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You’ll find it helpful to think ahead about the coming week as a whole. If you plan a few dinners that will yield leftovers, you’ll cook two meals and have four prepared – saving a lot of time and probably money in the process. Just add a few new sides to make each dinner feel fresh.
Most large grocery stores are laid out the same way, with the packaged food and staples in the center and the fresh stuff all around the outside. Once you get a set of basics into the kitchen, you’ll want to do most of your shopping around the edges where the produce is fresher and better for you. You’ll also find that sale items are usually displayed at the front of the aisle when you do need household basics like laundry detergent or paper towels. If you shop every week or so at a large supermarket, it pays to join their rewards program because you’ll save money every time you check out with your card.
On the other hand, if you have a farmer’s market anywhere nearby, try to visit once a week. That way you’ll know you're getting the freshest, best quality fruits and vegetables.
Here are some suggestions for food shopping and storage.
Always look for meat that has a uniform color, with no signs of shriveling at the edges. Any fat on the meat should be white rather than grey. Poultry skin should be smooth with firm whitish flesh. Always check the packaging to see when the meat was packaged and what the expiration date is so you can choose the freshest. The same is true for fish. The color should be bright and fresh looking, with no smell at all.
We’ve gotten into the habit of eating a little fresh fruit every morning, so we always have a lot of fruit on hand. Apples can store in the fridge for weeks; the same for grapefruit and oranges or mandarins. Juice oranges with the thin skins are inexpensive, especially during the winter. We like to slice them in quarters, then cut out the juicy flesh with a knife and fork which takes all of about 30 seconds. They’re sweet and delicious, and are loaded with Vitamin C. Bananas are also great to have on hand, although they don’t keep as long. We also buy fresh pineapple already cut up into chunks in bags or plastic containers. Berries are another favorite. We buy blueberries, blackberries and raspberries, wash them in a sieve under the faucet, and then store them all together in a big plastic container in the fridge. They last at least a week and are wonderful with a little yogurt or cereal. They also make a mean smoothie, blended with a banana, some fruit juice and ice.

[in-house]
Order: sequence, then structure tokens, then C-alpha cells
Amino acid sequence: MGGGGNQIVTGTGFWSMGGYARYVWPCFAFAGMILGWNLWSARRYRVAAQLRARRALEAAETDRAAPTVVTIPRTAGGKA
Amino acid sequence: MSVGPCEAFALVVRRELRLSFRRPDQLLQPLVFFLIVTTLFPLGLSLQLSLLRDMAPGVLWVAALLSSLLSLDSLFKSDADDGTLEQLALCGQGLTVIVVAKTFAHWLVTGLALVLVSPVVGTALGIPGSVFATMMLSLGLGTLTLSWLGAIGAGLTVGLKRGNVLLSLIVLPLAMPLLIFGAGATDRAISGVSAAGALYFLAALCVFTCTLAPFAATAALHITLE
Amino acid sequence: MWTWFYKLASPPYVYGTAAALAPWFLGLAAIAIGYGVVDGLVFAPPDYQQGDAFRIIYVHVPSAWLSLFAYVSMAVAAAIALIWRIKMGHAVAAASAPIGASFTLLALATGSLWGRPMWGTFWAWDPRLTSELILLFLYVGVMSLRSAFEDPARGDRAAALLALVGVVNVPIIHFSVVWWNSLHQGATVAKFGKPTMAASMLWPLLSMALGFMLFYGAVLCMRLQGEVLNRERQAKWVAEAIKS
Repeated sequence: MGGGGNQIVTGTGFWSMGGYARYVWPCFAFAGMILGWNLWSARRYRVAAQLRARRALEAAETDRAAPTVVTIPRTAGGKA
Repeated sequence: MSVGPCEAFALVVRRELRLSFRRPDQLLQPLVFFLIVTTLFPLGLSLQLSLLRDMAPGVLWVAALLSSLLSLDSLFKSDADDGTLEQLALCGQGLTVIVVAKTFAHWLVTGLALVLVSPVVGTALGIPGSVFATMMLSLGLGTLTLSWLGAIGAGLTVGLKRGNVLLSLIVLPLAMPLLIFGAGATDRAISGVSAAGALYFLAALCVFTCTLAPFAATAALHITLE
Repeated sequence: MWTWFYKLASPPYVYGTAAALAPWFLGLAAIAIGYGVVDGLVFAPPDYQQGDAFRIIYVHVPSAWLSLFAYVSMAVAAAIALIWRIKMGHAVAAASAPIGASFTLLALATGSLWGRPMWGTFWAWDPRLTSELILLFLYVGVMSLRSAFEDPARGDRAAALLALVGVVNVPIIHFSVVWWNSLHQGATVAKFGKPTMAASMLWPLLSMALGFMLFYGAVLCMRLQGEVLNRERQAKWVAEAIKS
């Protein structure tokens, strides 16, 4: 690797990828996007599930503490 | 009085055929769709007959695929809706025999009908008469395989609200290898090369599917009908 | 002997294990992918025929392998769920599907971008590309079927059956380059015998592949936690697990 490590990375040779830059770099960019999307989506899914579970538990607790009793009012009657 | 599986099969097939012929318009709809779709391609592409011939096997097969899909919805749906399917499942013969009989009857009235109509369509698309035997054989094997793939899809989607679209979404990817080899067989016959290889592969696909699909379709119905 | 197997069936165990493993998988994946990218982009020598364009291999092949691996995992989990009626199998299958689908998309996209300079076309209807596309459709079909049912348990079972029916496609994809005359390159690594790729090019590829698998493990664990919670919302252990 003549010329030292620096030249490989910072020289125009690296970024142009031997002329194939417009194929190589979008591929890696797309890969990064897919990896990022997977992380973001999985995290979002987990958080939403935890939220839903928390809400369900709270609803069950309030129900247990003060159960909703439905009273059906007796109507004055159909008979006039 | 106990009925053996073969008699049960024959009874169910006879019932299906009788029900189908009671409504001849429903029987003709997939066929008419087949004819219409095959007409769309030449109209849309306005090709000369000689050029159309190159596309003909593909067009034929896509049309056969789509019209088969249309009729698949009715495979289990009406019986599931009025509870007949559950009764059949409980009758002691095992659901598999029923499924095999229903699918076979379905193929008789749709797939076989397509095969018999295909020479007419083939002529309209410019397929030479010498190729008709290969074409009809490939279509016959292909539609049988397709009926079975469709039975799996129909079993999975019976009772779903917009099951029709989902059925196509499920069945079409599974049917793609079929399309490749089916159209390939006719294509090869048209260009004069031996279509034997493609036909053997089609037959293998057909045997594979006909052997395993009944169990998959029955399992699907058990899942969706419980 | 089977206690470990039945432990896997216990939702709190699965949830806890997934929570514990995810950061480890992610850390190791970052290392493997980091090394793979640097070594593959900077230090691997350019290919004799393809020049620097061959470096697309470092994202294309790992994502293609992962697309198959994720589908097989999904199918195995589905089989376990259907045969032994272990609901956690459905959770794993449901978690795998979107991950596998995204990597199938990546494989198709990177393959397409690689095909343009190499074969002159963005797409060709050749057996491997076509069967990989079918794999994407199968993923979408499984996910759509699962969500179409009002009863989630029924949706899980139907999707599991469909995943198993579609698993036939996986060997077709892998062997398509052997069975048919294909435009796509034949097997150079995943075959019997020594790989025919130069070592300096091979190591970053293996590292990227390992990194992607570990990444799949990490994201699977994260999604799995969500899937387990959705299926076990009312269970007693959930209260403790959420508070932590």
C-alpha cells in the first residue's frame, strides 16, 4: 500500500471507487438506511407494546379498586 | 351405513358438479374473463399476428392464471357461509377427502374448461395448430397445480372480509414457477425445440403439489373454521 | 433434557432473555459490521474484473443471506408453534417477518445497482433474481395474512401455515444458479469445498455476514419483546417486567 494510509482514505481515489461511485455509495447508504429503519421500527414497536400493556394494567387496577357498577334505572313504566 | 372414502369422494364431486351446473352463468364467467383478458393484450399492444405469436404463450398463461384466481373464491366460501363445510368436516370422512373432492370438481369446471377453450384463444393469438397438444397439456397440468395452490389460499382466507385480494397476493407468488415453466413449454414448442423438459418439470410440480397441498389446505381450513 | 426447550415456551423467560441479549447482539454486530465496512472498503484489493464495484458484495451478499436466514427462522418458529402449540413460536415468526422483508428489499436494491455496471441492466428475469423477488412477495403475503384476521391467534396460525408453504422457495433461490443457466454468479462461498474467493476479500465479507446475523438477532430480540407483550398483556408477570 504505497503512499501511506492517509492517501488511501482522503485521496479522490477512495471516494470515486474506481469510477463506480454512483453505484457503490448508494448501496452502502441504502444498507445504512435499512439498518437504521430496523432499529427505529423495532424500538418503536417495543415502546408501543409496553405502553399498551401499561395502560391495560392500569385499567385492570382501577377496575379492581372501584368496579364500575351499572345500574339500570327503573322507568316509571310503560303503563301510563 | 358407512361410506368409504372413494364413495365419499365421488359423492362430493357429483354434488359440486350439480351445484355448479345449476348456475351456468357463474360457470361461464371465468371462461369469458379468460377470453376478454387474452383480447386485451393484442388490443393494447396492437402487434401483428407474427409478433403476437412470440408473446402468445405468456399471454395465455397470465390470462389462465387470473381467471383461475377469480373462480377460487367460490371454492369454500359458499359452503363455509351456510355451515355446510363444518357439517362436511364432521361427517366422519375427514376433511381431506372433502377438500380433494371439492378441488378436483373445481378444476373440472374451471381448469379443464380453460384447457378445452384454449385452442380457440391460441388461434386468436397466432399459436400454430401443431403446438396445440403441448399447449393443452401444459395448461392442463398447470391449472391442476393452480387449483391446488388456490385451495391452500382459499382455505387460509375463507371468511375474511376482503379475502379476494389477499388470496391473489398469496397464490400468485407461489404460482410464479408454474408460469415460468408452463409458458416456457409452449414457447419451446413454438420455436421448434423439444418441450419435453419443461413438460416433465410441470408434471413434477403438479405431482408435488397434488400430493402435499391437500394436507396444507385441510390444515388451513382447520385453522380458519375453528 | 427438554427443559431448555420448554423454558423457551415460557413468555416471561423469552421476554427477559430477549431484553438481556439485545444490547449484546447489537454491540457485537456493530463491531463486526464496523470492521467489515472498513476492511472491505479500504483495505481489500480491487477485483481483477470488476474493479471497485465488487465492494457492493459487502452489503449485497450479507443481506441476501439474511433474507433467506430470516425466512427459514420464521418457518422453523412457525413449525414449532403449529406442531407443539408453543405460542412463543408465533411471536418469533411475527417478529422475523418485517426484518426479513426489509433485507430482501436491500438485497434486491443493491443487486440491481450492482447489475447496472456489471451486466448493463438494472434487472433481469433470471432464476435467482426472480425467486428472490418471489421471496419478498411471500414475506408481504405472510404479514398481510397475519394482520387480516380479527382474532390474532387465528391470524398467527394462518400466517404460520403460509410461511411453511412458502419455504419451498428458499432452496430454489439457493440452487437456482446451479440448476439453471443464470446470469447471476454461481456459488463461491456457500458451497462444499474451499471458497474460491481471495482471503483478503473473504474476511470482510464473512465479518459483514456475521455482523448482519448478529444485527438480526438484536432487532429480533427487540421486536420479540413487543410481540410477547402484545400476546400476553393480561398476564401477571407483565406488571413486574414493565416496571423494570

It’s also good to have a few fresh veggies on hand so you can make something for dinner even if you find there’s no time for shopping, or you get stuck in the proverbial storm. Always keep some potatoes, onions and garlic on hand. Ditto for different kinds of lettuce. Fresh broccoli is as versatile as a good running back. You can boil it for a few minutes until it’s crisp tender, then add a little salt, pepper and butter. It’s delicious when roasted in the oven for 20-30 minutes with olive oil, salt and pepper. And you can dress up a green salad with broccoli florets. It also goes with just about any main, whether meat or fish, and stores well in the fridge. Peppers keep well too. So do celery, carrots, and fennel – a delicious root vegetable that can be shaved into a salad or roasted Italian-style in quarters with olive oil, salt and pepper. Summer is the time to splurge because veggies are freshest then, often from local farms, and you can find the best of everything – including tomatoes that actually taste like tomatoes. Don’t forget snap peas or snow peas that are great in a stir-fry. And it’s smart to always keep a package of frozen peas in the freezer to add at the last minute to stews or stir-fries.
Staple herbs like fresh parsley and even basil can be stored for up to a week in the fridge by trimming the stems and placing them in a glass of water. Other fresh herbs can be lightly wrapped in damp paper towel and stored in sealable plastic bags in the fridge. To keep lettuce fresh, wash it, dry it, and then store it in sealable plastic bags. Other sturdy veggies like carrots and celery can be stored in the crisper of the fridge in plastic bags.
Keep meat and fish separately wrapped and be careful not to keep too long. For cooked food and leftovers, you’ll find lots of tightly sealed plastic containers in your supermarket. We keep lots of these on hand for leftovers, and just put them in the dishwasher to clean them for the next batch of leftovers.